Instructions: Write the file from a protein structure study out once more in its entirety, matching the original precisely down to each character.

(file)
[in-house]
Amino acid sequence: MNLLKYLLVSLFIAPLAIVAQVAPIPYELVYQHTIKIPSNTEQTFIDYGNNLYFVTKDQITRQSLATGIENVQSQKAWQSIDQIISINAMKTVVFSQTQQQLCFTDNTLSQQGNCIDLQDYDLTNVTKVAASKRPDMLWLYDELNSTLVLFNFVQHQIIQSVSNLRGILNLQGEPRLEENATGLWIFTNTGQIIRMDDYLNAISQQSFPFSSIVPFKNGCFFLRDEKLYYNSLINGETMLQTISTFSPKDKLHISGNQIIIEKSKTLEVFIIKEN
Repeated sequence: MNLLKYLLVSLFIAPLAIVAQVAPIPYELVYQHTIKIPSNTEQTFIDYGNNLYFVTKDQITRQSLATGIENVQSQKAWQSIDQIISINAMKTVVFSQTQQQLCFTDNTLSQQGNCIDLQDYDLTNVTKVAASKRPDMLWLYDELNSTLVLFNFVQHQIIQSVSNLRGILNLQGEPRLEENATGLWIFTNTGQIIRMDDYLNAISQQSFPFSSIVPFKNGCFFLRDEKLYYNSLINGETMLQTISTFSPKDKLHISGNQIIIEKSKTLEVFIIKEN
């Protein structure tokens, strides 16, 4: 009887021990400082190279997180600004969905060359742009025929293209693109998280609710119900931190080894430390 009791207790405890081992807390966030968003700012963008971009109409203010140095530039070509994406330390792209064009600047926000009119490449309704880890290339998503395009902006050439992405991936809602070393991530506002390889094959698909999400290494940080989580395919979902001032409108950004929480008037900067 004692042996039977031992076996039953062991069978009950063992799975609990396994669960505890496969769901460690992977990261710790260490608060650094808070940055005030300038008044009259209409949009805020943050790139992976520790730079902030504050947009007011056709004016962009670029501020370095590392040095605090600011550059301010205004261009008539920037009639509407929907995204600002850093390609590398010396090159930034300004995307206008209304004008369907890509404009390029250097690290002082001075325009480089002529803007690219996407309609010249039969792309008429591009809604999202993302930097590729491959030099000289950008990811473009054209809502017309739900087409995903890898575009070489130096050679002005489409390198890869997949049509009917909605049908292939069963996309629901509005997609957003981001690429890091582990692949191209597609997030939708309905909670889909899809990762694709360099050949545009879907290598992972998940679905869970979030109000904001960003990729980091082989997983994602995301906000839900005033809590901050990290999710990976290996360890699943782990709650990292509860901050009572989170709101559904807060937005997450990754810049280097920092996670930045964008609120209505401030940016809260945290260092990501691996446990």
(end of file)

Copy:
[in-house]
Amino acid sequence: MNLLKYLLVSLFIAPLAIVAQVAPIPYELVYQHTIKIPSNTEQTFIDYGNNLYFVTKDQITRQSLATGIENVQSQKAWQSIDQIISINAMKTVVFSQTQQQLCFTDNTLSQQGNCIDLQDYDLTNVTKVAASKRPDMLWLYDELNSTLVLFNFVQHQIIQSVSNLRGILNLQGEPRLEENATGLWIFTNTGQIIRMDDYLNAISQQSFPFSSIVPFKNGCFFLRDEKLYYNSLINGETMLQTISTFSPKDKLHISGNQIIIEKSKTLEVFIIKEN
Repeated sequence: MNLLKYLLVSLFIAPLAIVAQVAPIPYELVYQHTIKIPSNTEQTFIDYGNNLYFVTKDQITRQSLATGIENVQSQKAWQSIDQIISINAMKTVVFSQTQQQLCFTDNTLSQQGNCIDLQDYDLTNVTKVAASKRPDMLWLYDELNSTLVLFNFVQHQIIQSVSNLRGILNLQGEPRLEENATGLWIFTNTGQIIRMDDYLNAISQQSFPFSSIVPFKNGCFFLRDEKLYYNSLINGETMLQTISTFSPKDKLHISGNQIIIEKSKTLEVFIIKEN
């Protein structure tokens, strides 16, 4: 009887021990400082190279997180600004969905060359742009025929293209693109998280609710119900931190080894430390 009791207790405890081992807390966030968003700012963008971009109409203010140095530039070509994406330390792209064009600047926000009119490449309704880890290339998503395009902006050439992405991936809602070393991530506002390889094959698909999400290494940080989580395919979902001032409108950004929480008037900067 004692042996039977031992076996039953062991069978009950063992799975609990396994669960505890496969769901460690992977990261710790260490608060650094808070940055005030300038008044009259209409949009805020943050790139992976520790730079902030504050947009007011056709004016962009670029501020370095590392040095605090600011550059301010205004261009008539920037009639509407929907995204600002850093390609590398010396090159930034300004995307206008209304004008369907890509404009390029250097690290002082001075325009480089002529803007690219996407309609010249039969792309008429591009809604999202993302930097590729491959030099000289950008990811473009054209809502017309739900087409995903890898575009070489130096050679002005489409390198890869997949049509009917909605049908292939069963996309629901509005997609957003981001690429890091582990692949191209597609997030939708309905909670889909899809990762694709360099050949545009879907290598992972998940679905869970979030109000904001960003990729980091082989997983994602995301906000839900005033809590901050990290999710990976290996360890699943782990709650990292509860901050009572989170709101559904807060937005997450990754810049280097920092996670930045964008609120209505401030940016809260945290260092990501691996446990």